Documentaries - once touted as stiff and obligatory watching in the halls of high schools - have risen in recent years to the top of our must-watch lists. What makes a film fit into the best documentary category? Simple. A documentarian's ability to create earth-shattering, mind-blowing films that change the way we look at and see the world. For some, these films act as powerful forces of change that cause immediate and long-term effects on the world.
Below, some of the best documentary films ever made.
Fyre: The Greatest Party That Never Happened (2019)
Netflix's 2019 documentary Fyre, directed by Chris Smith, is an American documentary which documents Billy McFarland's Fyre Festival which ripped off customers who had bought into a social media-fuelled dream of partying with supermodels in the Bahamas. Instead of the sold dream, ticket-holders encountered no accommodation, empty beaches, and a transportation crisis. McFarland left behind a trail of unpaid debts, notably to the residents of Great Exuma itself, and ended up in jail for wire fraud. "It's the perfect melding of groundwork-laying, commentary, comedy, tragedy and long-form cine-journalism," David Fear wrote for Rolling Stone.
Leaving Neverland (2019)
HBO's groundbreaking documentary directed and produced by British filmmaker Dan Reed focuses on two men, Wade Robson and James Safechuck, who allege they were sexually abused as children by music icon Michael Jackson. The docuseries sent shockwaves around the world and is being hailed as one of the most riveting (and confronting) documentaries ever made. While the documentary has caused contention, it has created a much-needed conversation on sexual abuse, and in particular grooming.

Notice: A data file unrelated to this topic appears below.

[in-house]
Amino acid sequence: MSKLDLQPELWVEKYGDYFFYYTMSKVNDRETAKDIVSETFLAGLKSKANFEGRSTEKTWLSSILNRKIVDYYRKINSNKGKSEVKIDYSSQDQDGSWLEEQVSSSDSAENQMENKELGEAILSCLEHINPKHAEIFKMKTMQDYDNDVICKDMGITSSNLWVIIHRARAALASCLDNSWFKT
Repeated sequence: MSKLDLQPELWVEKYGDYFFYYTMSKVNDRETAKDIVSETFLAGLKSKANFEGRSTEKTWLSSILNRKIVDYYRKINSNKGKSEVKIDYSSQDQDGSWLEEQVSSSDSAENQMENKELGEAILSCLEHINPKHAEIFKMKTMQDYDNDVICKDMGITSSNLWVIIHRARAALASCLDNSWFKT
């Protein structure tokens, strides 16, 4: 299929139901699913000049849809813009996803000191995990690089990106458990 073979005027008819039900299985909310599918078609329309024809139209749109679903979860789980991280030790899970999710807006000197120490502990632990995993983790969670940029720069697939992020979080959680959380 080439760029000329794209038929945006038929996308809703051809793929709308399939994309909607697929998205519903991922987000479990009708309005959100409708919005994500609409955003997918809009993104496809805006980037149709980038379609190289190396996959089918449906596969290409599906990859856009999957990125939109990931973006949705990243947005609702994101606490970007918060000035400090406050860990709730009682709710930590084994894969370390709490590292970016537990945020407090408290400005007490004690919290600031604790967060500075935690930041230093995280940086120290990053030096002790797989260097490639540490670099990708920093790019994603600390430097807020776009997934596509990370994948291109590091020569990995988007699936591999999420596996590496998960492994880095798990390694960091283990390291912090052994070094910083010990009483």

Jane is a biopic on British primatologist, ethologist, and anthropologist Jane Goodall, drawing from over 100 hours of archival footage. It captures the story of Goodall, who with no formal qualifications, travelled to Tanzania to conduct research on chimpanzees and ultimately challenged the male-dominated field of science and people’s understanding of wildlife. "At its best, 'Jane' lets the footage speak for itself, as when we watch the organically developing drama unfold when chimpanzees tentatively approach Goodall and her camp to eat bananas," Pat Padua wrote for the Washington Post. Available on Netflix.
Icarus is a 2017 American documentary film by Bryan Fogel, which chronicles Fogel's exploration of the option of doping to win an amateur cycling race and happening upon a major international doping scandal when he asks for the help of Grigory Rodchenkov, the head of the Russian anti-doping laboratory. "This is a tense thriller rather than a docu shot with handy cams. The execution makes it one of the best films of the year. Before the execution comes the content – and it has the stuff to blow you away," Mihir Fadnavis wrote for Firstpost.
Planet Earth (2006-2016)
Possibly one of the only programs on earth that needs no introduction. Sir David Attenborough took the world through an exploration of the wild and beautiful parts of our planet in a documentary series released in 2006. Attenborough released the second instalment, Planet Earth II, in 2016. Both are available on Netflix.
The Last Man On The Moon (2014)
When Apollo astronaut Eugene Cernan stepped off the moon in 1972 he left his footprints and his daughter's initials in the lunar dust. Forty years later he shared his epic, but deeply personal story. Cernan's burning ambition carried him to the spectacular and hazardous environment of space and to the moon. But there was a heavy price to pay for the fame and privilege that followed. As his wife famously remarked, "If you think going to the moon is hard, try staying at home." This documentary combines rare archive material, compelling visual effects and unprecedented access to present an iconic historical character on the big screen.
The 2013 documentary directed by Gabriela Cowperthwaite, which premiered at the Sundance Film Festival, is regarded as one of history's greatest documentaries for the powerful change it drove. The documentary takes a harrowing look at the controversial captivity of animals, particularly focusing on Tilikum, an orca held by SeaWorld who was responsible for the deaths of three individuals. Just three years after the release of Blackfish SeaWorld changed its corporate policies and business practices regarding its captive killer whales. These, and other reverberating influences throughout society, have been coined, 'the Blackfish effect'. The film is available on Stan.
20 Feet From Stardom (2013)